Senior lecturers/lecturers in mental health nursing (11 in round one, nine in round two, and eight in the final round) participated in a three-round Delphi study into the teaching of health care ethics (HCE) to students of nursing. The participants were drawn from six (round one) and four (round three) UK universities. Information was gathered on the organization, methods used and content of HCE modules. Questionnaire responses were transcribed and the content analysed for patterns of interest and areas of convergence or divergence. Findings include: the majority (72.8%) of the sample believed that insufficient time was allocated to the teaching of HCE; case studies were considered a popular, although problematic, teaching method; the ‘four principles’ approach was less than dominant in the teaching of HCE; and virtue ethics was taught by only 36.4% of the participants. The Delphi technique proved adequate and worth while for the purposes of this study. Further empirical research could aim to replicate or contradict these findings, using a larger sample and recruiting more university departments. Reflection is required on several issues, including the depth and breadth to which ethics theory and, more controversially, meta-ethics, are taught to nursing students.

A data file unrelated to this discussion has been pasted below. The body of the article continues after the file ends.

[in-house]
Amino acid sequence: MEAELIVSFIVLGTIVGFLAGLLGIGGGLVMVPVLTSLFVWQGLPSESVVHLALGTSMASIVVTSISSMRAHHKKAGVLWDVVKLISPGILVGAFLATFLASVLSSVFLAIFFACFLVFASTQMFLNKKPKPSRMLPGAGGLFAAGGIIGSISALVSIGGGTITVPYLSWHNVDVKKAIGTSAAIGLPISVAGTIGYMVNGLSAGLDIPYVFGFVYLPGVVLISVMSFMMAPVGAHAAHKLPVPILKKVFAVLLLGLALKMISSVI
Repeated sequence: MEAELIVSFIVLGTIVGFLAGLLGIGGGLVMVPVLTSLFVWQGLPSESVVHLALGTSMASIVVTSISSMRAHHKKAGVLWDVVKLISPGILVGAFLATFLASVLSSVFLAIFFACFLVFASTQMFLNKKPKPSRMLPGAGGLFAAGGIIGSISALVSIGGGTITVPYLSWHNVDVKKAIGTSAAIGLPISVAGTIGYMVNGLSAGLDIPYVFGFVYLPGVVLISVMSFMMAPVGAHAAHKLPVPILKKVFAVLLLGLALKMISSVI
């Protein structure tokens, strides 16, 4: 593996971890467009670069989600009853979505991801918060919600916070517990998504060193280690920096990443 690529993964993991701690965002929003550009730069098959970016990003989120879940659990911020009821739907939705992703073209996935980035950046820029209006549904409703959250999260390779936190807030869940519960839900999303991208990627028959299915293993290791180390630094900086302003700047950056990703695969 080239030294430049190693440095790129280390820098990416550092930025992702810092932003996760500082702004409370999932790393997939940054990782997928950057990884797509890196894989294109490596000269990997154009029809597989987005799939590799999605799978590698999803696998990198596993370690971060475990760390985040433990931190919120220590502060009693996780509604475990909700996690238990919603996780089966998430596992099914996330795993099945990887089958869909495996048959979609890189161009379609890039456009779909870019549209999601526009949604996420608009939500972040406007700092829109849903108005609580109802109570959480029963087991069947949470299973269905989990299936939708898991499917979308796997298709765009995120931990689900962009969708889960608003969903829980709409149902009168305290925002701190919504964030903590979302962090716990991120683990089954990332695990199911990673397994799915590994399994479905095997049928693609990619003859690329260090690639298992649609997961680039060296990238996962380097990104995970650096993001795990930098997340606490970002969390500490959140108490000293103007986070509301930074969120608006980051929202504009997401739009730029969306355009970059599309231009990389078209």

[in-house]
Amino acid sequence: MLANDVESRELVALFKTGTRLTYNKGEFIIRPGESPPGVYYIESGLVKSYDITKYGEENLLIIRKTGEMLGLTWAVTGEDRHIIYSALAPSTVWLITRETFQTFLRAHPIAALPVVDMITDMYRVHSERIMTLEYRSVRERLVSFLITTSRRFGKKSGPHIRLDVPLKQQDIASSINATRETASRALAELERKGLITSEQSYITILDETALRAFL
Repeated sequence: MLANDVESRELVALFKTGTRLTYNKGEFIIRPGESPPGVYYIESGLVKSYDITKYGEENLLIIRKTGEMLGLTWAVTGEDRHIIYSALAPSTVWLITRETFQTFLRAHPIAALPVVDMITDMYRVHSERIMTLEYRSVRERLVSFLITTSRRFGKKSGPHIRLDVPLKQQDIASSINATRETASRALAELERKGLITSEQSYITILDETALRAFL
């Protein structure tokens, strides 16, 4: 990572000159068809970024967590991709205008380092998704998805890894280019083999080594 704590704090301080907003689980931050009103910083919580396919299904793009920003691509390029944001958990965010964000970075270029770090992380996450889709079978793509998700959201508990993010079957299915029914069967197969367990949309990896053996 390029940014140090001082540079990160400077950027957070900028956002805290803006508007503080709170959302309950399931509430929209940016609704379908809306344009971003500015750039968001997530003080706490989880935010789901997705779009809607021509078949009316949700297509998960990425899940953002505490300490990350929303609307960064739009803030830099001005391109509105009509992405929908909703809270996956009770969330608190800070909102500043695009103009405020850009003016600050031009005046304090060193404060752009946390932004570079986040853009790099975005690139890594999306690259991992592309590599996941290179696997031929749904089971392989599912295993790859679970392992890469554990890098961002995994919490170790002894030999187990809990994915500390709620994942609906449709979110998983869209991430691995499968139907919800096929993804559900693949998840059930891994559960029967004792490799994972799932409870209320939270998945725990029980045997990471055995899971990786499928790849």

Parsons, S., Barker, P., & Armstrong, A. (2001). The teaching of health care ethics to students of nursing in the UK: a pilot study. Nursing Ethics, 8(1), 45-56. https://doi.org/10.1177/096973300100800106